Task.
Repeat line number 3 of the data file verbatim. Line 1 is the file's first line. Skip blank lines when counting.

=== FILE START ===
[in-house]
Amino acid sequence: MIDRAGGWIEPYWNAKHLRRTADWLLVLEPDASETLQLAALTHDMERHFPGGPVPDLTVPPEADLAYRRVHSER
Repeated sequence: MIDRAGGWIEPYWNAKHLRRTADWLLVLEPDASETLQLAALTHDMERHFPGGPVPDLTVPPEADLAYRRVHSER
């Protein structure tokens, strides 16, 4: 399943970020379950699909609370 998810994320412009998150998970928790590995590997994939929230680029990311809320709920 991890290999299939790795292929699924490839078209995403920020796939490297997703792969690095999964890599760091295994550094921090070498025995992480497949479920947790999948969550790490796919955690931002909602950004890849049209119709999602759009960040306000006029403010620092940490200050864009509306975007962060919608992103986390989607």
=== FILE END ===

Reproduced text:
Repeated sequence: MIDRAGGWIEPYWNAKHLRRTADWLLVLEPDASETLQLAALTHDMERHFPGGPVPDLTVPPEADLAYRRVHSER